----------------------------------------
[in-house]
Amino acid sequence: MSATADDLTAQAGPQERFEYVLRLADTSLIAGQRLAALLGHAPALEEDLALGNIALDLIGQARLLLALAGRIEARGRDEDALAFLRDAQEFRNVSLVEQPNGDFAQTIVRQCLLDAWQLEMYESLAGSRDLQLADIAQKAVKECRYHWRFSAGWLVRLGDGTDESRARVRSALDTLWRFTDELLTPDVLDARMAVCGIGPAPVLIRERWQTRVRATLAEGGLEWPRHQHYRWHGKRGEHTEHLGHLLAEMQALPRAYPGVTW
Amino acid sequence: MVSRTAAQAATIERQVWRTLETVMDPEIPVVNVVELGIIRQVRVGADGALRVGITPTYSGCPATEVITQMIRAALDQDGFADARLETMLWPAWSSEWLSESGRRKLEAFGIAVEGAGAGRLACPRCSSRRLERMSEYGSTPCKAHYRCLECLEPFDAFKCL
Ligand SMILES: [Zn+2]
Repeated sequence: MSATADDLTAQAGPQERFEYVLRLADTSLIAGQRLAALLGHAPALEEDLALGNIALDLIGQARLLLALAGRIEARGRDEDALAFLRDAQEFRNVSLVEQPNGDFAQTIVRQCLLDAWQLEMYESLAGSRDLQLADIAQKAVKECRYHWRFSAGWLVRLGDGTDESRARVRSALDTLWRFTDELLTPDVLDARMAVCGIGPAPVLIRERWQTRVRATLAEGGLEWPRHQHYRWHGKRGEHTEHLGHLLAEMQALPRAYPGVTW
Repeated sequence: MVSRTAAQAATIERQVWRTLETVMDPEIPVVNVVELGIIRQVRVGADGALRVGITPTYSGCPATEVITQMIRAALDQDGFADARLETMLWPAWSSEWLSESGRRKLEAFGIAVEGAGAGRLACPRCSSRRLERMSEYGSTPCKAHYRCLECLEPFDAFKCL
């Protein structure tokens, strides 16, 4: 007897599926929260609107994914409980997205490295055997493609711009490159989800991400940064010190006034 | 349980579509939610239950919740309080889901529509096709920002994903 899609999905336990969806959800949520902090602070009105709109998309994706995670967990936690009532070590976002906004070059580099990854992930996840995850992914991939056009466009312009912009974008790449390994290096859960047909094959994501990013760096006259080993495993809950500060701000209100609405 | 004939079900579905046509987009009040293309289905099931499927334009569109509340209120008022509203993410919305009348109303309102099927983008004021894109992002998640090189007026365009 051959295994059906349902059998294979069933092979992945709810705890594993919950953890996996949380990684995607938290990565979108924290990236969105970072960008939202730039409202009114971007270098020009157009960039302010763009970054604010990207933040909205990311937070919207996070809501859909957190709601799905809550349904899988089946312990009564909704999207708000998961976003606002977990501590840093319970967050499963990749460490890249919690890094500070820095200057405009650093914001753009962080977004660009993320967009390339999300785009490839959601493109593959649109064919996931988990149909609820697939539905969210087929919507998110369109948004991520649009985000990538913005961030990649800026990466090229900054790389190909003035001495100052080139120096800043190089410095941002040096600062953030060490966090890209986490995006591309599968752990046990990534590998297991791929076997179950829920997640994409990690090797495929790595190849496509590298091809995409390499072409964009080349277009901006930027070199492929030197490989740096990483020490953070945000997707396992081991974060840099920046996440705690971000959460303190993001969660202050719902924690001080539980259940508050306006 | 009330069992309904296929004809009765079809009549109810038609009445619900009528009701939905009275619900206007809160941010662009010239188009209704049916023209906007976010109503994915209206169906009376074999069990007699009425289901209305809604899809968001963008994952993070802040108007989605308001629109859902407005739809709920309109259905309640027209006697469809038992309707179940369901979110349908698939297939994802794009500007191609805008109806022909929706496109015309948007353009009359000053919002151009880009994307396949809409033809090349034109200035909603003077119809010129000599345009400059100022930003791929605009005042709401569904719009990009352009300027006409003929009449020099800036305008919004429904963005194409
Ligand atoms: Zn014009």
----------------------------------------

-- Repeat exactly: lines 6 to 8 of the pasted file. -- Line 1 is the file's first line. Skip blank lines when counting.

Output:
Repeated sequence: MVSRTAAQAATIERQVWRTLETVMDPEIPVVNVVELGIIRQVRVGADGALRVGITPTYSGCPATEVITQMIRAALDQDGFADARLETMLWPAWSSEWLSESGRRKLEAFGIAVEGAGAGRLACPRCSSRRLERMSEYGSTPCKAHYRCLECLEPFDAFKCL
């Protein structure tokens, strides 16, 4: 007897599926929260609107994914409980997205490295055997493609711009490159989800991400940064010190006034 | 349980579509939610239950919740309080889901529509096709920002994903 899609999905336990969806959800949520902090602070009105709109998309994706995670967990936690009532070590976002906004070059580099990854992930996840995850992914991939056009466009312009912009974008790449390994290096859960047909094959994501990013760096006259080993495993809950500060701000209100609405 | 004939079900579905046509987009009040293309289905099931499927334009569109509340209120008022509203993410919305009348109303309102099927983008004021894109992002998640090189007026365009 051959295994059906349902059998294979069933092979992945709810705890594993919950953890996996949380990684995607938290990565979108924290990236969105970072960008939202730039409202009114971007270098020009157009960039302010763009970054604010990207933040909205990311937070919207996070809501859909957190709601799905809550349904899988089946312990009564909704999207708000998961976003606002977990501590840093319970967050499963990749460490890249919690890094500070820095200057405009650093914001753009962080977004660009993320967009390339999300785009490839959601493109593959649109064919996931988990149909609820697939539905969210087929919507998110369109948004991520649009985000990538913005961030990649800026990466090229900054790389190909003035001495100052080139120096800043190089410095941002040096600062953030060490966090890209986490995006591309599968752990046990990534590998297991791929076997179950829920997640994409990690090797495929790595190849496509590298091809995409390499072409964009080349277009901006930027070199492929030197490989740096990483020490953070945000997707396992081991974060840099920046996440705690971000959460303190993001969660202050719902924690001080539980259940508050306006 | 009330069992309904296929004809009765079809009549109810038609009445619900009528009701939905009275619900206007809160941010662009010239188009209704049916023209906007976010109503994915209206169906009376074999069990007699009425289901209305809604899809968001963008994952993070802040108007989605308001629109859902407005739809709920309109259905309640027209006697469809038992309707179940369901979110349908698939297939994802794009500007191609805008109806022909929706496109015309948007353009009359000053919002151009880009994307396949809409033809090349034109200035909603003077119809010129000599345009400059100022930003791929605009005042709401569904719009990009352009300027006409003929009449020099800036305008919004429904963005194409
Ligand atoms: Zn014009």